Papua New Guinea | Part 1

My husband and I have been wanting to visit Papua New Guinea pretty much since we met. Our love for adventurous travel never really died when our children arrived, although, it meant that we had to make a few adjustments when they were very little. We replaced the backpacks and really long road trips for more comfortable hotels that provided the infrastructure for us to be able to have a good night’s sleep and enjoy a glass of wine in the evening. We have been waiting for Hugo to be a little older for us to go to PNG and this trip truly exceeded our expectations.



This trip was like immersing ourselves into a National Geographic documentary, not only because the surroundings are extremely remote but also because we visited places where people had never seen “children tourists” before. In fact, there was a place where we were the first tourists ever to visit them and this truly felt extremely special for them as well as for us. Despite the fact that the hotel infrastructure in most places in PNG is completely non-existent, we felt our children were old enough to enjoy this trip. It was a ‘back to basics’ experience, which is sometimes much needed and the fact that we had no access to the internet, no electricity in most places we stayed in, no warm water to shower, no windows… this encouraged the most incredible conversations from when it got dark between all of us, looking at the stars and getting to listen to the jungle around us without having a single noise that we were familiar with.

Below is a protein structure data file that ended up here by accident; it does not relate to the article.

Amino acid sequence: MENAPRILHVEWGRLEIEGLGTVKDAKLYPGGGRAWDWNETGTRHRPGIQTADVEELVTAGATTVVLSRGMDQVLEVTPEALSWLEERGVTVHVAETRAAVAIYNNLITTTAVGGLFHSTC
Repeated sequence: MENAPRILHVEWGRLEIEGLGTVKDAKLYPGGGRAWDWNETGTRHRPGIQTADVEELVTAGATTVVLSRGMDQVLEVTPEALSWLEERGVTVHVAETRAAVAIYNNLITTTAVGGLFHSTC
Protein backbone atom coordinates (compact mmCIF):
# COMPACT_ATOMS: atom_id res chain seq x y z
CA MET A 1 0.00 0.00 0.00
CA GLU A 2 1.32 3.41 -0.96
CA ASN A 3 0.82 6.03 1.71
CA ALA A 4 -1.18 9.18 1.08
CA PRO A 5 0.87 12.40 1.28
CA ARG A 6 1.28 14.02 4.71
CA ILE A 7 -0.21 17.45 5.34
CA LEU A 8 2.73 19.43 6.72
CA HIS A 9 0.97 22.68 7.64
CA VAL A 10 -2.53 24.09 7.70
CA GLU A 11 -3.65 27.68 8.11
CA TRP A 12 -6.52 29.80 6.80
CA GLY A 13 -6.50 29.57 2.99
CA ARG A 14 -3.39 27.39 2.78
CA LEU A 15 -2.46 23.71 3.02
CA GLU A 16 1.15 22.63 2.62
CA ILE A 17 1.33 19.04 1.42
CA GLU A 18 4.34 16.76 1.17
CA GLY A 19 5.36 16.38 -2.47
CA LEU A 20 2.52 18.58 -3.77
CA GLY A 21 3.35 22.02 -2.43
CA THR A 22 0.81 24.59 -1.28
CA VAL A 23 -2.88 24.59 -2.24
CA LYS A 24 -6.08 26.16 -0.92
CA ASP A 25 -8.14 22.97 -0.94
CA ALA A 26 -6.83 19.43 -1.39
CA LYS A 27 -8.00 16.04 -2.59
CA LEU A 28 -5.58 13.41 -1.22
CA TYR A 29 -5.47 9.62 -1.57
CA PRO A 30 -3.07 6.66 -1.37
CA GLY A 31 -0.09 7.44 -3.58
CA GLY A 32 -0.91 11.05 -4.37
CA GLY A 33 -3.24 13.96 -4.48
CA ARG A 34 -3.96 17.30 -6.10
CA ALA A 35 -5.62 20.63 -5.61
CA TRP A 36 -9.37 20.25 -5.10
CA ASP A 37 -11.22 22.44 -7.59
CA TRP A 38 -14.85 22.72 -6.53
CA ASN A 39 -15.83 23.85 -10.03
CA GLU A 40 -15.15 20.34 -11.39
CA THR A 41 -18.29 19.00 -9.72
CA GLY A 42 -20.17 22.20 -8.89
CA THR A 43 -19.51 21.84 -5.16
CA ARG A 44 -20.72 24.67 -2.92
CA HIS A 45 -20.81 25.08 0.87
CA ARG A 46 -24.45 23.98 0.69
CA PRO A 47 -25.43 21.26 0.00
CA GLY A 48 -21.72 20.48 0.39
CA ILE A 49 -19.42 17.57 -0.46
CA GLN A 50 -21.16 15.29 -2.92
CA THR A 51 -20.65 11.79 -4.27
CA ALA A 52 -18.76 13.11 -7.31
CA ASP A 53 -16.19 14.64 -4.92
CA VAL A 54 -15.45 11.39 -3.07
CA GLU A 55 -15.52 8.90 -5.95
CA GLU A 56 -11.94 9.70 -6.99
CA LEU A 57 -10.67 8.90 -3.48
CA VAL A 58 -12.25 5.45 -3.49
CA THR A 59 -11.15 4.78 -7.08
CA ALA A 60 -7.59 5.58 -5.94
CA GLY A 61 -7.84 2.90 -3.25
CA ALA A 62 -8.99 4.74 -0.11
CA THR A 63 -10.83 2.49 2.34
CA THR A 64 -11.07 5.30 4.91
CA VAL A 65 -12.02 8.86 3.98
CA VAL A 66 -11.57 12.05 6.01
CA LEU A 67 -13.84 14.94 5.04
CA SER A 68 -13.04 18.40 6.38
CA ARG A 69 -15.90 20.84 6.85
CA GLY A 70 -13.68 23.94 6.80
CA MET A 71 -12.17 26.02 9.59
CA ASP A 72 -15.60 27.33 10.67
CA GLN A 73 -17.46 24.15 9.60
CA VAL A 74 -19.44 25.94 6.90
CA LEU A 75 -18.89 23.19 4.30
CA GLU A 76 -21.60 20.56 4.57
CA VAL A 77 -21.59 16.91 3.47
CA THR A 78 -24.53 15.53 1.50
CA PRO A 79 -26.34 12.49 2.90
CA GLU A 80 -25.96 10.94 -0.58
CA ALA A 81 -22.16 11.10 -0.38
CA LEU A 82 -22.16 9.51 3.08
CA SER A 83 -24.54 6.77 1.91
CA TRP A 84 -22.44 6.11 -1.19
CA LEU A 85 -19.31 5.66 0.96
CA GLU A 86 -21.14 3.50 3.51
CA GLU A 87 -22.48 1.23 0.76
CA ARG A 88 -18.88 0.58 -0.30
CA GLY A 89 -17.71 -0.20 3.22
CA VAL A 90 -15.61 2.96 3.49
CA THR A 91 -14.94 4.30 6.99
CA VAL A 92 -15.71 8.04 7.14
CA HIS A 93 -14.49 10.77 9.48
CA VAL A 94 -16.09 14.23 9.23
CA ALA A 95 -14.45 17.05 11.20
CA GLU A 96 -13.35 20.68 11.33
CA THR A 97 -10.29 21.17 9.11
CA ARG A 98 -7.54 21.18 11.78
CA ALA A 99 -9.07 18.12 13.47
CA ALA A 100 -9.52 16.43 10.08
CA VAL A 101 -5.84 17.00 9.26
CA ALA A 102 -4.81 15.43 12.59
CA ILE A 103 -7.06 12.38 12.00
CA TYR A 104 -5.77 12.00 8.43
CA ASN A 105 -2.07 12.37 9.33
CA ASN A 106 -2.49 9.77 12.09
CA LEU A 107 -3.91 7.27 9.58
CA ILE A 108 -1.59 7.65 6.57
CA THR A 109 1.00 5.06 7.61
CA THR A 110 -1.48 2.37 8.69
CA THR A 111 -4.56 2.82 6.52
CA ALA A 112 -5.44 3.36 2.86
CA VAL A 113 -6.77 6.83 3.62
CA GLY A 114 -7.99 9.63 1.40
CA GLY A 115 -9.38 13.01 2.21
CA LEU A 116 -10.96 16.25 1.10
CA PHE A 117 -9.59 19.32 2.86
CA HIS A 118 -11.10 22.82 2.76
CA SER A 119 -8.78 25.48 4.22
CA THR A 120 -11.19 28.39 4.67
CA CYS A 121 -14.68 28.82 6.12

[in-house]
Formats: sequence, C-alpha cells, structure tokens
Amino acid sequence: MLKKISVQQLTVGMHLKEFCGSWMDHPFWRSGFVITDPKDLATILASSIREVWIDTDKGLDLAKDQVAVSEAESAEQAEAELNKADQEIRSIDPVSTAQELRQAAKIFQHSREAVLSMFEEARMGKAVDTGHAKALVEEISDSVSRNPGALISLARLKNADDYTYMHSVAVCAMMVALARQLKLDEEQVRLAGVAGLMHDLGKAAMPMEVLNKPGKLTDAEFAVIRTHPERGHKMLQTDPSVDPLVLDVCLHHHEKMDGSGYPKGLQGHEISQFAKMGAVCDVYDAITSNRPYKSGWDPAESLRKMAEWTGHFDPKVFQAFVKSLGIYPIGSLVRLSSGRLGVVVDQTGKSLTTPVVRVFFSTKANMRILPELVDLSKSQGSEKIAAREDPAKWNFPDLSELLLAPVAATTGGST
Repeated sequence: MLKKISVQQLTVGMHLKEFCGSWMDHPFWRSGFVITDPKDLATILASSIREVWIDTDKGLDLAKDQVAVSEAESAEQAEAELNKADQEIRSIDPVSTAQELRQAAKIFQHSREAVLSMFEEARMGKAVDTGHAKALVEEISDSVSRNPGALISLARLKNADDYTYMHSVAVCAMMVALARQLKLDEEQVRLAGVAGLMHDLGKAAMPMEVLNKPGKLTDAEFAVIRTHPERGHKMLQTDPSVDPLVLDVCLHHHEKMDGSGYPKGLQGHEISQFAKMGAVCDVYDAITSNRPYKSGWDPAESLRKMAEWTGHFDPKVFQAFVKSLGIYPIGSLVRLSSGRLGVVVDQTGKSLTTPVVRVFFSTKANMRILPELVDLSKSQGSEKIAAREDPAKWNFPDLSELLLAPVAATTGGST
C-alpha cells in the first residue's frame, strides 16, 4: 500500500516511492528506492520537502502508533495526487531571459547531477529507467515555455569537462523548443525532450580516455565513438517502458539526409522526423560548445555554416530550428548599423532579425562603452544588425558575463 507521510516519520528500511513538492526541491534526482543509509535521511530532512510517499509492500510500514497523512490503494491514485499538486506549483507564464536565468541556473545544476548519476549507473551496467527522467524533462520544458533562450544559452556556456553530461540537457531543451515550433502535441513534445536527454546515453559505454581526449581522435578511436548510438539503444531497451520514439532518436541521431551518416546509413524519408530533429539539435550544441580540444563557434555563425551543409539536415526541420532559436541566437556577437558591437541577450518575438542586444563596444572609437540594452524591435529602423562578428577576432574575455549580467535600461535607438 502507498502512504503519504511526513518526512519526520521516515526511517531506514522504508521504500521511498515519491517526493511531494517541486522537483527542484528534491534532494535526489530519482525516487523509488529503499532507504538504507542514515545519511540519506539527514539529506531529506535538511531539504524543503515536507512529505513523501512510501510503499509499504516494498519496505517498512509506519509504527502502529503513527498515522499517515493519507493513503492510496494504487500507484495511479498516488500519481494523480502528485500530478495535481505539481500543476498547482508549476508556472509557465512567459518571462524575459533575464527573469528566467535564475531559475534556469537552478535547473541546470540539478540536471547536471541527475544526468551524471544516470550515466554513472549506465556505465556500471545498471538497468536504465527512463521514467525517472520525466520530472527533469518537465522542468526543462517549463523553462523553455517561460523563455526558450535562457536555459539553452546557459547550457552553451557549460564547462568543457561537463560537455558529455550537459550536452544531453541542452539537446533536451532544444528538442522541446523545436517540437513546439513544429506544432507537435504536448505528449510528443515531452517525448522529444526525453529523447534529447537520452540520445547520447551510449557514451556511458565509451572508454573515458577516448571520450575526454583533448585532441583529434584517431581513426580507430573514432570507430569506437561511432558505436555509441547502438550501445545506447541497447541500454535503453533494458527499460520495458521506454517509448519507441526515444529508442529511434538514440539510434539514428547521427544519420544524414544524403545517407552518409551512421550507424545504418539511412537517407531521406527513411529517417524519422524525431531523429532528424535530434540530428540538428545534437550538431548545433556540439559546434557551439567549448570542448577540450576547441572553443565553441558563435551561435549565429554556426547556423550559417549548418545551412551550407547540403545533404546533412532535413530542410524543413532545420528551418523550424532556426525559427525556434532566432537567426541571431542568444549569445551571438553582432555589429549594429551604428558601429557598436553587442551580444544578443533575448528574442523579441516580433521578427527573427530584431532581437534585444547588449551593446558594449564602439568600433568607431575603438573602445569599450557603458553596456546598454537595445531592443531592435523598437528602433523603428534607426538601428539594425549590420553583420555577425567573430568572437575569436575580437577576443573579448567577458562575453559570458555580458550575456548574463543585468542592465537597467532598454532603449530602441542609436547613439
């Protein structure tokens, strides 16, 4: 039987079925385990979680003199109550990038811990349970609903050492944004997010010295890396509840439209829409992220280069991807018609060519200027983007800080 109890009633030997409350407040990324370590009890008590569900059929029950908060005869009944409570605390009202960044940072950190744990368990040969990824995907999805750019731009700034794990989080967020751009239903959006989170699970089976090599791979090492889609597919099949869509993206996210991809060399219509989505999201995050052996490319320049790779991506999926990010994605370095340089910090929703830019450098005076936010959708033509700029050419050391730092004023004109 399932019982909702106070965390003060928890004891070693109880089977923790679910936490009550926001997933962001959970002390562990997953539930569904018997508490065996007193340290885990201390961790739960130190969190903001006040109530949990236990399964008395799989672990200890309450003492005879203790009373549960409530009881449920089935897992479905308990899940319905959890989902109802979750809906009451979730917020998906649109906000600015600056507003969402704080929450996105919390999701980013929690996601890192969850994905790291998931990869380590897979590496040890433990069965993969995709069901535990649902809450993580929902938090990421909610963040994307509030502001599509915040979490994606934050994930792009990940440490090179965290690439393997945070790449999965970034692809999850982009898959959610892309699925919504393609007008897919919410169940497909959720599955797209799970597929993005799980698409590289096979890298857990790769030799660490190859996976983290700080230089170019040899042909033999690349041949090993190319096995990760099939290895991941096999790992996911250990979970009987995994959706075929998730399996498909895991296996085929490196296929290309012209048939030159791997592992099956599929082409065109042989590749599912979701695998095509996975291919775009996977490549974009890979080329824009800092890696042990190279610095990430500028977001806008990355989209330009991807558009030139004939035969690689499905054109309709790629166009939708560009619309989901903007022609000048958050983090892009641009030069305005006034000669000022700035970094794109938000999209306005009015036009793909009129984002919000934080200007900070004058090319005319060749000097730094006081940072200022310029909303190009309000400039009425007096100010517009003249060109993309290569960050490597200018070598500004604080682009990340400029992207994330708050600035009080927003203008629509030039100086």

We first started our journey attending the music and dance festival in Mount Hagen. Mount Hagen is one of the biggest cities in PNG and it hosts a spectacular cultural event (not to be missed) which gathers all the tribes in PNG who come from every corner of the island to win a prize which will be shared with everybody. Originally this was set up for all the tribes in PNG to get to know each other. Despite the fact that most of the tribes do not share a language (850 languages are spoken in PNG, approximately one sixth of all languages spoken in the work in only one island!) everybody gets to communicate with each other through their music. During those three days we met with tribes who passionately maintain their traditions through art, initiations in the form of Sing Sings.  A Sing Sing expresses the tribe’s dance, music and traditional costume and provided us with the opportunity to witness tribal traditions in an explosion of colour and sound.  There are regular Sings Sings throughout the country and our children, although I must confess there were slightly apprehensive at the beginning, got the opportunity to share many of those dances.



I always think travelling with children is the best ice breaker making both of our curiosity a bidirectional exchange of impressions and will to please and get to know each other. We loved people watching and admiring the different costumes made with natural elements present in their own surroundings (mud, tropical leaves, paint made with natural pigments). It was an unforgettable experience and I can only say, we felt so welcome. There was a funny moment when we had a journalist from the National TV who was filming our children seeming to totally ignore the incredible spectacle around us and guess what his first question was! Why do you come to PNG with children? My answer was quite clear, because it is beautiful, unspoilt and I would like my children to be able to experience the feel of going to a place that lives the way we used to live a long time ago…This amongst many other things has been the biggest lesson of anthropology we ever had and will stick in our memories forever.